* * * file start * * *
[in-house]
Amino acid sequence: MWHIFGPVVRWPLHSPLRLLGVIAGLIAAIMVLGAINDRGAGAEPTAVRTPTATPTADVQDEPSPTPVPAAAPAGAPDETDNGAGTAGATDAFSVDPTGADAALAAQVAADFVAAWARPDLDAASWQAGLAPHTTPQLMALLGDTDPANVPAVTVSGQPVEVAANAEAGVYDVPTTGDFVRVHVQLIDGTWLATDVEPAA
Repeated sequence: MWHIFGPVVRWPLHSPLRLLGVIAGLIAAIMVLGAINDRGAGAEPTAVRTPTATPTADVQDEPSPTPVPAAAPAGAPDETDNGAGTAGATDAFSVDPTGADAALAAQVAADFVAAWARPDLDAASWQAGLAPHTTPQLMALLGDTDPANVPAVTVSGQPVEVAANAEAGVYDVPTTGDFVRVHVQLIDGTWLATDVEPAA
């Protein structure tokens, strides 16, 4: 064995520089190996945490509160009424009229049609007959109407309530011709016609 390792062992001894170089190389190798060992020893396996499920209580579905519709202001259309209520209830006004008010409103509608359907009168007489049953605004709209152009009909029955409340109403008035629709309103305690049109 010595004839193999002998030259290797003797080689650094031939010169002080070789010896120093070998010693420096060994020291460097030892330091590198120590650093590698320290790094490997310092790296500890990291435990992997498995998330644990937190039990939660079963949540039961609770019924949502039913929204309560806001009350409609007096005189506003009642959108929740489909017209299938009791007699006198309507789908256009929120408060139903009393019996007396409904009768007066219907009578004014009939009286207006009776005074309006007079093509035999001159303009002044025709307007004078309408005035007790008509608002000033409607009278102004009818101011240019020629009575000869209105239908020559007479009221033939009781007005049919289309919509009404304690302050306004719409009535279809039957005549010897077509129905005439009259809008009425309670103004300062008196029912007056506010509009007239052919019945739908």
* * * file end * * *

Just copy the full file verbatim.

[in-house]
Amino acid sequence: MWHIFGPVVRWPLHSPLRLLGVIAGLIAAIMVLGAINDRGAGAEPTAVRTPTATPTADVQDEPSPTPVPAAAPAGAPDETDNGAGTAGATDAFSVDPTGADAALAAQVAADFVAAWARPDLDAASWQAGLAPHTTPQLMALLGDTDPANVPAVTVSGQPVEVAANAEAGVYDVPTTGDFVRVHVQLIDGTWLATDVEPAA
Repeated sequence: MWHIFGPVVRWPLHSPLRLLGVIAGLIAAIMVLGAINDRGAGAEPTAVRTPTATPTADVQDEPSPTPVPAAAPAGAPDETDNGAGTAGATDAFSVDPTGADAALAAQVAADFVAAWARPDLDAASWQAGLAPHTTPQLMALLGDTDPANVPAVTVSGQPVEVAANAEAGVYDVPTTGDFVRVHVQLIDGTWLATDVEPAA
């Protein structure tokens, strides 16, 4: 064995520089190996945490509160009424009229049609007959109407309530011709016609 390792062992001894170089190389190798060992020893396996499920209580579905519709202001259309209520209830006004008010409103509608359907009168007489049953605004709209152009009909029955409340109403008035629709309103305690049109 010595004839193999002998030259290797003797080689650094031939010169002080070789010896120093070998010693420096060994020291460097030892330091590198120590650093590698320290790094490997310092790296500890990291435990992997498995998330644990937190039990939660079963949540039961609770019924949502039913929204309560806001009350409609007096005189506003009642959108929740489909017209299938009791007699006198309507789908256009929120408060139903009393019996007396409904009768007066219907009578004014009939009286207006009776005074309006007079093509035999001159303009002044025709307007004078309408005035007790008509608002000033409607009278102004009818101011240019020629009575000869209105239908020559007479009221033939009781007005049919289309919509009404304690302050306004719409009535279809039957005549010897077509129905005439009259809008009425309670103004300062008196029912007056506010509009007239052919019945739908």